In contrast to most of the other countries, the additional purchase costs a buyer has to pay are quite high. That might be the reason why Germans buy property only once in their lifetime.
These costs can sum up to an additional 16% – depending on the federal state you buy.
You need to consider this when you calculate your budget to buy property.
Up to 7.14% (6%+VAT) of purchase price has to be paid by the buyer as Real Estate Agent Fee. This is not a set fee and can be negotiated or waved (e.g. at banks if you take them for your mortgage).
When buying property in Germany you have to pay Property Transfer Tax. Depending on Federal State this can be between 3.5 and 6.5% of the purchase price.
In Germany, all contracts for change of property ownership have to be notarized by a notary public and registered in the local land register at the courts.
These fees are also depending on the purchase price and are around 2%.
If you just buy land and build the house on it separately, you only have to pay these additional purchase costs on the land. But if you buy an existing house or apartment, then you have to pay it on the whole sum.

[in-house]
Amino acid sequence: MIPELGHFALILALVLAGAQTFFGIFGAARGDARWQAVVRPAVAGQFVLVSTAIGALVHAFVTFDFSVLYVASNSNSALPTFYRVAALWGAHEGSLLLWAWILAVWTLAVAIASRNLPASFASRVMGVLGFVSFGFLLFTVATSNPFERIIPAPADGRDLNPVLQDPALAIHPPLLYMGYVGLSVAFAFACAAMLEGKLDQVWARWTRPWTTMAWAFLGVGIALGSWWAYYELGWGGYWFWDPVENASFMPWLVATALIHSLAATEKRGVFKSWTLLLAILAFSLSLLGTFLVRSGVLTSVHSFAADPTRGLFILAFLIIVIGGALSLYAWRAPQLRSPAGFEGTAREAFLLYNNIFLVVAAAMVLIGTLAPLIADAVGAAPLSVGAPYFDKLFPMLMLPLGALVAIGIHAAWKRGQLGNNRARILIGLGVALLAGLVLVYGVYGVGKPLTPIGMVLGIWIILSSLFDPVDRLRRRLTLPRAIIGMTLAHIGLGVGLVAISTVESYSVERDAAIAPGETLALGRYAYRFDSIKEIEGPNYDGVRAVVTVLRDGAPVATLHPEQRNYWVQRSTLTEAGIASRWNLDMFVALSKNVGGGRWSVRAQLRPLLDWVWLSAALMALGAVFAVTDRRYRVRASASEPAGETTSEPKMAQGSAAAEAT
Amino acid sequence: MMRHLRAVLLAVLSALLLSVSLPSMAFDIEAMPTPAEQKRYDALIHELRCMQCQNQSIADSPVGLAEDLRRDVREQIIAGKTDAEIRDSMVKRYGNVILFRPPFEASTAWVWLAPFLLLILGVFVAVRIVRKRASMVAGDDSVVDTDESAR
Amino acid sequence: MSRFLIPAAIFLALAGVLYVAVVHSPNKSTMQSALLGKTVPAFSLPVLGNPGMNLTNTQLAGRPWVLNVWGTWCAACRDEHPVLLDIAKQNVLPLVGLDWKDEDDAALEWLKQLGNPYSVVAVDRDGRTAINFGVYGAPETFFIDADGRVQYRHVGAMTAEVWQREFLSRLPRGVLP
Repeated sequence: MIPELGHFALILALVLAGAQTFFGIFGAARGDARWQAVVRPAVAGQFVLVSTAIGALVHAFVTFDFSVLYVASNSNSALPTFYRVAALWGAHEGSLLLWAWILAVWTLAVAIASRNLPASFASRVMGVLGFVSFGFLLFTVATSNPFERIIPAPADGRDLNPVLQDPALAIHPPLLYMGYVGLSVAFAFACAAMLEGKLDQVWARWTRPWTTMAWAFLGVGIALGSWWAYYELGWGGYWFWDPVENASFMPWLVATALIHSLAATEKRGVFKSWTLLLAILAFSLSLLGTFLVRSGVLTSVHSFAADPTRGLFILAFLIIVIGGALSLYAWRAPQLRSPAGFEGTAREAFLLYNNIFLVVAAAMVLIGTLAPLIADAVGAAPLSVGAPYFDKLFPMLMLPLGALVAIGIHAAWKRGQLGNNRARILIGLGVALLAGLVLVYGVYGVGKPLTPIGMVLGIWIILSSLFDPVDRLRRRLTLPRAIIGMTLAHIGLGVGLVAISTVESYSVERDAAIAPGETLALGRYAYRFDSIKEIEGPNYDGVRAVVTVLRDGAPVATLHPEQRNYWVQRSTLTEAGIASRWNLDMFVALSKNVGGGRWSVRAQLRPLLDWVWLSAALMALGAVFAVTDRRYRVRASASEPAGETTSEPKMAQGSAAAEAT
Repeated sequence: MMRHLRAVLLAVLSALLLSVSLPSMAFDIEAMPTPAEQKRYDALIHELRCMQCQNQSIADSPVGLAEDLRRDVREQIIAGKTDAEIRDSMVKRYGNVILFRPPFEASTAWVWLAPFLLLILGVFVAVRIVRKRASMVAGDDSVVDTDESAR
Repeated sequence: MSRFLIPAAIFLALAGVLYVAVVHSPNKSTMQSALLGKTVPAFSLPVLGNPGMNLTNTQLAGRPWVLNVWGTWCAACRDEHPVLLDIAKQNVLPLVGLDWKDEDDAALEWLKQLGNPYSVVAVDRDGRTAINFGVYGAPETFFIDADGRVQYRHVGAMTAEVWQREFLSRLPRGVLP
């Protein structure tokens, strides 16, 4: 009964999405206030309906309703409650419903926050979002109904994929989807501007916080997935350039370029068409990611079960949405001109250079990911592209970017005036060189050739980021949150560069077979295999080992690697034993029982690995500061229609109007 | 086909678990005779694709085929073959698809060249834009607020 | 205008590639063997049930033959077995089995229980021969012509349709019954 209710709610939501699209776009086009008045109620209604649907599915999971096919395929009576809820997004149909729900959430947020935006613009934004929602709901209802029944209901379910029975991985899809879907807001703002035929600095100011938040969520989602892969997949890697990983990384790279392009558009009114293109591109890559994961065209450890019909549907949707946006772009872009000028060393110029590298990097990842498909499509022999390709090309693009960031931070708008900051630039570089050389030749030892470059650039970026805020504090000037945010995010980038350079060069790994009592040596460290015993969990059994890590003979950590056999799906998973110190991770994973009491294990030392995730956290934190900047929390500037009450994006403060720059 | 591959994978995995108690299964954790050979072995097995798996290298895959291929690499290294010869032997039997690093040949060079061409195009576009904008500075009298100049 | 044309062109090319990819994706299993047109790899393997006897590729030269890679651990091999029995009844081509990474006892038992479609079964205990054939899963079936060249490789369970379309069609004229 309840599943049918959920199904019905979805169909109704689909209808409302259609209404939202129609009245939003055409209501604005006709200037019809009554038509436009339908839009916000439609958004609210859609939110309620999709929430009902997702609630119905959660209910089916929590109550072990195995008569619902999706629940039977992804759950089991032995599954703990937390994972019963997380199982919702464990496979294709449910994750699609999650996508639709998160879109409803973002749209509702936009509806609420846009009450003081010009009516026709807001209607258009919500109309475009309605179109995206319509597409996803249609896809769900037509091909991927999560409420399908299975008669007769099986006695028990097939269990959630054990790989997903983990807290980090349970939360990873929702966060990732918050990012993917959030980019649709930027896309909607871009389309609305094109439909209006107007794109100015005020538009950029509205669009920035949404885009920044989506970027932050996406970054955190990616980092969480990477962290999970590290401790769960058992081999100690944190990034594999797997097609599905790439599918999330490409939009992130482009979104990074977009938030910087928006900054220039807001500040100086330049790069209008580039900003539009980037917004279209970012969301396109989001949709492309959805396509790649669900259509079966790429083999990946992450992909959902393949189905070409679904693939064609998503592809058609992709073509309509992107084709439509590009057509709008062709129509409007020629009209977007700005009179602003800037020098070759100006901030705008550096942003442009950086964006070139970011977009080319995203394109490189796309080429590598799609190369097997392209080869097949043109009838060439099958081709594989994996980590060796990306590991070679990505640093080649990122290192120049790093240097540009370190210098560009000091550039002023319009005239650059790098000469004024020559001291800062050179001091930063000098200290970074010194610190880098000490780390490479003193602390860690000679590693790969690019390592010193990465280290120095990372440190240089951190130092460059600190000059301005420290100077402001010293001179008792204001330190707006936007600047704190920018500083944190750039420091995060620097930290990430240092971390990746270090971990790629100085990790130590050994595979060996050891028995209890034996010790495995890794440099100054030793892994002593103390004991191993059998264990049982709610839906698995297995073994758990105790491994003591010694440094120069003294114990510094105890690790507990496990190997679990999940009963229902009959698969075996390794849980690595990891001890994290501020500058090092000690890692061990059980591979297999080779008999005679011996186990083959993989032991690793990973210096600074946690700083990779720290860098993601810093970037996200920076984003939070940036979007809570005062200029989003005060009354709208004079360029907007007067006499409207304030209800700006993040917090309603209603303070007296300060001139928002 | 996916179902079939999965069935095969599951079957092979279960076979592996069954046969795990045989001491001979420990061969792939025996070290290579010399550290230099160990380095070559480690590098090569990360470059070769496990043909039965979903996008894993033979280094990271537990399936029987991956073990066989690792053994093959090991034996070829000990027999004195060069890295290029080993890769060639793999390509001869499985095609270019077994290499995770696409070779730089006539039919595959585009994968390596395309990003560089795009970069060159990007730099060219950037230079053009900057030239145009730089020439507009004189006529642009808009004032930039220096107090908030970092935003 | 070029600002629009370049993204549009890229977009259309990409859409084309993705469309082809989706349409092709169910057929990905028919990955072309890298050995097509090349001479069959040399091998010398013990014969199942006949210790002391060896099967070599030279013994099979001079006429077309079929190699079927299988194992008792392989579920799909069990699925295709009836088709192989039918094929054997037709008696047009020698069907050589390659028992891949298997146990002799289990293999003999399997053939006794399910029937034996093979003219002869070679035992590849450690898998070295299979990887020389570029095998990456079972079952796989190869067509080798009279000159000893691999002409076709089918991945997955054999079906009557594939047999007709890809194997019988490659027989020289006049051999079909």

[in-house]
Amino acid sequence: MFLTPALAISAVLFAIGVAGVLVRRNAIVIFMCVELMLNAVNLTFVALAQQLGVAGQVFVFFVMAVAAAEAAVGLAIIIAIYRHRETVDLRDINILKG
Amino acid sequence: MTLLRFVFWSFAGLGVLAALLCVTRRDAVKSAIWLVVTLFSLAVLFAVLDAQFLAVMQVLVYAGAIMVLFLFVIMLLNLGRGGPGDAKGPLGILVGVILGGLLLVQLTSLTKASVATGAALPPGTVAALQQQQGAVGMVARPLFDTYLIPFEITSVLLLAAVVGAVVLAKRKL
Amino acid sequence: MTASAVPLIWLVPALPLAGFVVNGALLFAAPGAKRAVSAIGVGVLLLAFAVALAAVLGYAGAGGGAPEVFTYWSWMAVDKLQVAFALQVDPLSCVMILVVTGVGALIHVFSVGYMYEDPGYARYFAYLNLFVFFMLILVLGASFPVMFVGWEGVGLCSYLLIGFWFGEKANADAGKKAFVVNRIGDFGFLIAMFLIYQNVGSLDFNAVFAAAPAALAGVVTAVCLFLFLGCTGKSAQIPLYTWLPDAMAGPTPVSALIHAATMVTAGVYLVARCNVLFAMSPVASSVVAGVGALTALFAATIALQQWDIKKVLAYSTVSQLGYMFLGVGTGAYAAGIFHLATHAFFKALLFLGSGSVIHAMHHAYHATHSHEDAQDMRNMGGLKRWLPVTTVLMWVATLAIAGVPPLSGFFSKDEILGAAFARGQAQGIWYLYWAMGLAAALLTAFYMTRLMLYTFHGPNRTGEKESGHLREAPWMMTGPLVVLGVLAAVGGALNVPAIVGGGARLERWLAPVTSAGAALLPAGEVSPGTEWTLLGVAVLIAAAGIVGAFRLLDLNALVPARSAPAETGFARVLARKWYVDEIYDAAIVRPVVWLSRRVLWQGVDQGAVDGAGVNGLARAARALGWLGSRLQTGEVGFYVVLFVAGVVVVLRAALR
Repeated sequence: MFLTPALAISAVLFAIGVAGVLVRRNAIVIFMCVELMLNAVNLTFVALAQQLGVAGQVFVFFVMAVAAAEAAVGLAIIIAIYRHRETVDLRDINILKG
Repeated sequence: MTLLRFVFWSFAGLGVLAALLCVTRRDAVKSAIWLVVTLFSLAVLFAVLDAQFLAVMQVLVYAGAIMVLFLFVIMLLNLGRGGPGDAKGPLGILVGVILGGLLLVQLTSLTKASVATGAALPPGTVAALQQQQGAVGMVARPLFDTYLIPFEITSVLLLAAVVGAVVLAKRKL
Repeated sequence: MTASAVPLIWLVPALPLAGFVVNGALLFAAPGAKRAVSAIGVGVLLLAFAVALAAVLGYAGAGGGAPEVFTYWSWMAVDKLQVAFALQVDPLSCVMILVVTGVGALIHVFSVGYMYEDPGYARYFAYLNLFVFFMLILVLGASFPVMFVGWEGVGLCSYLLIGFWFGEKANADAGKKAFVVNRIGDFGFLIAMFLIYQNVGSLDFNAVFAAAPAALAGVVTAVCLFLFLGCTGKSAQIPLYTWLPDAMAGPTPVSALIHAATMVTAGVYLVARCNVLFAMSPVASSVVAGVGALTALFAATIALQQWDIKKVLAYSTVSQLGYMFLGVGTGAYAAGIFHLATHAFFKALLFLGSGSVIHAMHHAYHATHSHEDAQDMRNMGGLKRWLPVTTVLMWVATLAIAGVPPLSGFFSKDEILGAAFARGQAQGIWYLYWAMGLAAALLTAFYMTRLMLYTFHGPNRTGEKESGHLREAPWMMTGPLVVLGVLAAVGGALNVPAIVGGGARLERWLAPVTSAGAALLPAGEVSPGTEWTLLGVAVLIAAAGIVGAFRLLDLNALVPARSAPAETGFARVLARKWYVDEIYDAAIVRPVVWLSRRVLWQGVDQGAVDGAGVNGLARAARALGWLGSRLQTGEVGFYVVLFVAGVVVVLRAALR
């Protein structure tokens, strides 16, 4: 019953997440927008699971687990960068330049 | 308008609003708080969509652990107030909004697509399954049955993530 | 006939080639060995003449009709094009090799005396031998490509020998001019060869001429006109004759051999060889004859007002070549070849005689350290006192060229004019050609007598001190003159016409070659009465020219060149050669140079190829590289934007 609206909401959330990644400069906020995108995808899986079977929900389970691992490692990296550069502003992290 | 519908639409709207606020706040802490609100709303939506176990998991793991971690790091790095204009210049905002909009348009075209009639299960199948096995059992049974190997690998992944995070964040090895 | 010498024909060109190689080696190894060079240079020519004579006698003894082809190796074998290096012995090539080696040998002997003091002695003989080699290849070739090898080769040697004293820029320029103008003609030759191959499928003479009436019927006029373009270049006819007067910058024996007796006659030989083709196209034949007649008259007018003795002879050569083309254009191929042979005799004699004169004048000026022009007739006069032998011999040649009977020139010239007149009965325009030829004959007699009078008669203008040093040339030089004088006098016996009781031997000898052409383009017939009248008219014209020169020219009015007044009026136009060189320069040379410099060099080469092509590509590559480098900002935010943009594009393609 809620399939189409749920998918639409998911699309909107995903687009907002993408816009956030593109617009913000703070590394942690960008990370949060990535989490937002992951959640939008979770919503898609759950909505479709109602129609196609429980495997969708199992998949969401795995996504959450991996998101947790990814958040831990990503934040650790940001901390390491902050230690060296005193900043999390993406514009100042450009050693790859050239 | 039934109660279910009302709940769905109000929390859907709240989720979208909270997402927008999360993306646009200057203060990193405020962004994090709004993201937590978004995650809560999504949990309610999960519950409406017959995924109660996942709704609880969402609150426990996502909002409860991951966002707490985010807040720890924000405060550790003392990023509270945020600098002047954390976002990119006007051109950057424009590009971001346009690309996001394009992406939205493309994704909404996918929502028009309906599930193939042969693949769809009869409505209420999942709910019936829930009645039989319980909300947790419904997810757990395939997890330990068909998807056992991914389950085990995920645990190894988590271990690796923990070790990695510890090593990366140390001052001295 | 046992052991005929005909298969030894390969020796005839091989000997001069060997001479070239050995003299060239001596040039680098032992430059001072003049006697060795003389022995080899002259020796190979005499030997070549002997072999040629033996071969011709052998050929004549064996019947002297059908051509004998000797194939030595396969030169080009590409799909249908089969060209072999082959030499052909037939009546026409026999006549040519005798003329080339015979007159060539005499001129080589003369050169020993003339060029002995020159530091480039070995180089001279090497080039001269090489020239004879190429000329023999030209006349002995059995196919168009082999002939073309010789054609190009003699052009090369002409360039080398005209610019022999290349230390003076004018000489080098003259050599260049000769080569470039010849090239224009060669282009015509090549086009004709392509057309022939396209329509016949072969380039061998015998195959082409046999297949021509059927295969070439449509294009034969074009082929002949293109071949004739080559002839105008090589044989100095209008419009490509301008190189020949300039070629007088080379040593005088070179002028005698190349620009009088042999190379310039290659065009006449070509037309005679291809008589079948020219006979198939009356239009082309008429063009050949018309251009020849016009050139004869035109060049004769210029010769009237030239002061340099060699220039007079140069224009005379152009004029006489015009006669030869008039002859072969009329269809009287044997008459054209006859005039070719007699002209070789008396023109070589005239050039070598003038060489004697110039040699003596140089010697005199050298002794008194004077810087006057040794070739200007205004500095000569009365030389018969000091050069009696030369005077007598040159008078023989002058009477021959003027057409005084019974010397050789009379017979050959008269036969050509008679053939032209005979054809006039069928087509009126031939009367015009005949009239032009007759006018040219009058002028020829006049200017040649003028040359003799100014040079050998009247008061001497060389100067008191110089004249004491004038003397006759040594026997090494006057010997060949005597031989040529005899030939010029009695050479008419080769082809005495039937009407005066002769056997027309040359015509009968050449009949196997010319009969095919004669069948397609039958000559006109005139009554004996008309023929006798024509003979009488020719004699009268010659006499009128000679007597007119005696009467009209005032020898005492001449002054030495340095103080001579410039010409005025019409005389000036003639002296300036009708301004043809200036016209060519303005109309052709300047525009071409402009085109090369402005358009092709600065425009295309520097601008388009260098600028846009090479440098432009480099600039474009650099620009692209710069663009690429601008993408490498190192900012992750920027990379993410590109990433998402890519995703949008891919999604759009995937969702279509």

Nevertheless, there are ways to reduce these additional costs. Examples are:
- You can negotiate with the real estate agent that they reduce their commission.
- If the bank promoted the property as real estate agent, they might wave all or majority of the commission if you have the loan with them.
- You can reduce the Property Transfer Tax if you declare chattels/movables you buy with the property (e.g. kitchen, garden shed, furniture) with an EURO value in the purchase contract. With this, the tax to be paid is reduced by this amount.
You cannot get a loan from the bank for these additional purchase costs. You always have to pay this from your available capital (there are only very limited exceptions if the bank rates you with a very good creditworthiness).